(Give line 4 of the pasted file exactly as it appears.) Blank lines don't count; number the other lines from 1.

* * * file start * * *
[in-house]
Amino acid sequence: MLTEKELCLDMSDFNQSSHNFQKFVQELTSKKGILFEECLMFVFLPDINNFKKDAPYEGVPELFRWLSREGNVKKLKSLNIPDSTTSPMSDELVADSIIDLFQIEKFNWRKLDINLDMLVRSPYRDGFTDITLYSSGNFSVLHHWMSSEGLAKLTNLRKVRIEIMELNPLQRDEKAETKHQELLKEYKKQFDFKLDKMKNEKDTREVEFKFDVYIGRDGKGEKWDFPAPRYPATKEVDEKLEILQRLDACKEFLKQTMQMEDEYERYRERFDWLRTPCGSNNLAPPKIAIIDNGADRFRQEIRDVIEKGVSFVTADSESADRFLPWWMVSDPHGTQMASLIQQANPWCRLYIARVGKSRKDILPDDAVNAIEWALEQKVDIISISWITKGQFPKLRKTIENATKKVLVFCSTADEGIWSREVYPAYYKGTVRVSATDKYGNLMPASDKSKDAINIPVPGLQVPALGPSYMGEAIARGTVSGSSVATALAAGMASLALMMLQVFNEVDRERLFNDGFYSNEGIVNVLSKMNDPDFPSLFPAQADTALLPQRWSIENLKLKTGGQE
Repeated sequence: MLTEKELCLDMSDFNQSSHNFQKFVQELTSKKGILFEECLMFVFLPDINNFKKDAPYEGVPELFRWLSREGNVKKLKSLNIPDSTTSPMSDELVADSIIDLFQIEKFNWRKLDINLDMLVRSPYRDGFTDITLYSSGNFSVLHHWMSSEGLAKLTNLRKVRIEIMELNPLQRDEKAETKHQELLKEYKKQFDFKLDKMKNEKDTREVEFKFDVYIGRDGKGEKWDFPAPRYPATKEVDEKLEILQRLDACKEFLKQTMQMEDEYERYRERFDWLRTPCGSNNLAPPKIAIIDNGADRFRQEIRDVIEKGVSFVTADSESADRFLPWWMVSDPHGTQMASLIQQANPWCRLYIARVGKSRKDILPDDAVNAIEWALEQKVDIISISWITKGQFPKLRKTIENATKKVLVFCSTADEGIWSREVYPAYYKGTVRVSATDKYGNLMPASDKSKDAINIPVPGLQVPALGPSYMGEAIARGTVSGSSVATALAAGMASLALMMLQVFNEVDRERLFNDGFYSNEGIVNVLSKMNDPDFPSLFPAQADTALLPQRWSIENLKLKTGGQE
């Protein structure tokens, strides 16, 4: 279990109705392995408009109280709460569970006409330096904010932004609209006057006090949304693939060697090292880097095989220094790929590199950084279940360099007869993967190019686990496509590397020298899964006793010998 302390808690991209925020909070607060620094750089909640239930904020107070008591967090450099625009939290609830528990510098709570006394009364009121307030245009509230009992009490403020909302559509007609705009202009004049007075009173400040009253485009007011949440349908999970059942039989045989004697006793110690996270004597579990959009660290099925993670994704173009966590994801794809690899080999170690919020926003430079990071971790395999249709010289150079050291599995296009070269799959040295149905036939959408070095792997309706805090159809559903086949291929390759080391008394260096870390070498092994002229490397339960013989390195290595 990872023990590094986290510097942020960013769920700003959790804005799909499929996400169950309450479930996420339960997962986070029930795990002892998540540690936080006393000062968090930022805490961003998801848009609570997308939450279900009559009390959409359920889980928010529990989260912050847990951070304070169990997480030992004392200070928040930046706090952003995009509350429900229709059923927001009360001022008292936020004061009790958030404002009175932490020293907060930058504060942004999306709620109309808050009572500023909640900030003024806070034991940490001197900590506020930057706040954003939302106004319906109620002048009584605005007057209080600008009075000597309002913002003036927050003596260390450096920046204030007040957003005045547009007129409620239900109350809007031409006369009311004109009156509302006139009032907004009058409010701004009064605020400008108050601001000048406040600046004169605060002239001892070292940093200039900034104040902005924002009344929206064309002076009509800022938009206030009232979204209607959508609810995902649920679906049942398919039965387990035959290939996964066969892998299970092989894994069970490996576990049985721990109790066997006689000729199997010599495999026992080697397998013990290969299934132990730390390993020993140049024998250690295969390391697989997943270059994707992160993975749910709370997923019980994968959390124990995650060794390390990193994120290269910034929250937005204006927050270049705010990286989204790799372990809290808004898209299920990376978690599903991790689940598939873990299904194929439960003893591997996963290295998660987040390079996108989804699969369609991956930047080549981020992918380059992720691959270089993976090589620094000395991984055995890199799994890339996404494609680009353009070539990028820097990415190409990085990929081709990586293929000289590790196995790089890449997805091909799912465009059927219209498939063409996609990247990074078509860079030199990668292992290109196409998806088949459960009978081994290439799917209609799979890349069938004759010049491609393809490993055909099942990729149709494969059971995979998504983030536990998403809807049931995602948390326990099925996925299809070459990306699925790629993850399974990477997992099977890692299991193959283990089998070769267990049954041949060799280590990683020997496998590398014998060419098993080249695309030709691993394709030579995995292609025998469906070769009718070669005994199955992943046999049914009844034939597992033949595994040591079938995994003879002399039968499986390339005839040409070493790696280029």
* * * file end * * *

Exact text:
């Protein structure tokens, strides 16, 4: 279990109705392995408009109280709460569970006409330096904010932004609209006057006090949304693939060697090292880097095989220094790929590199950084279940360099007869993967190019686990496509590397020298899964006793010998 302390808690991209925020909070607060620094750089909640239930904020107070008591967090450099625009939290609830528990510098709570006394009364009121307030245009509230009992009490403020909302559509007609705009202009004049007075009173400040009253485009007011949440349908999970059942039989045989004697006793110690996270004597579990959009660290099925993670994704173009966590994801794809690899080999170690919020926003430079990071971790395999249709010289150079050291599995296009070269799959040295149905036939959408070095792997309706805090159809559903086949291929390759080391008394260096870390070498092994002229490397339960013989390195290595 990872023990590094986290510097942020960013769920700003959790804005799909499929996400169950309450479930996420339960997962986070029930795990002892998540540690936080006393000062968090930022805490961003998801848009609570997308939450279900009559009390959409359920889980928010529990989260912050847990951070304070169990997480030992004392200070928040930046706090952003995009509350429900229709059923927001009360001022008292936020004061009790958030404002009175932490020293907060930058504060942004999306709620109309808050009572500023909640900030003024806070034991940490001197900590506020930057706040954003939302106004319906109620002048009584605005007057209080600008009075000597309002913002003036927050003596260390450096920046204030007040957003005045547009007129409620239900109350809007031409006369009311004109009156509302006139009032907004009058409010701004009064605020400008108050601001000048406040600046004169605060002239001892070292940093200039900034104040902005924002009344929206064309002076009509800022938009206030009232979204209607959508609810995902649920679906049942398919039965387990035959290939996964066969892998299970092989894994069970490996576990049985721990109790066997006689000729199997010599495999026992080697397998013990290969299934132990730390390993020993140049024998250690295969390391697989997943270059994707992160993975749910709370997923019980994968959390124990995650060794390390990193994120290269910034929250937005204006927050270049705010990286989204790799372990809290808004898209299920990376978690599903991790689940598939873990299904194929439960003893591997996963290295998660987040390079996108989804699969369609991956930047080549981020992918380059992720691959270089993976090589620094000395991984055995890199799994890339996404494609680009353009070539990028820097990415190409990085990929081709990586293929000289590790196995790089890449997805091909799912465009059927219209498939063409996609990247990074078509860079030199990668292992290109196409998806088949459960009978081994290439799917209609799979890349069938004759010049491609393809490993055909099942990729149709494969059971995979998504983030536990998403809807049931995602948390326990099925996925299809070459990306699925790629993850399974990477997992099977890692299991193959283990089998070769267990049954041949060799280590990683020997496998590398014998060419098993080249695309030709691993394709030579995995292609025998469906070769009718070669005994199955992943046999049914009844034939597992033949595994040591079938995994003879002399039968499986390339005839040409070493790696280029």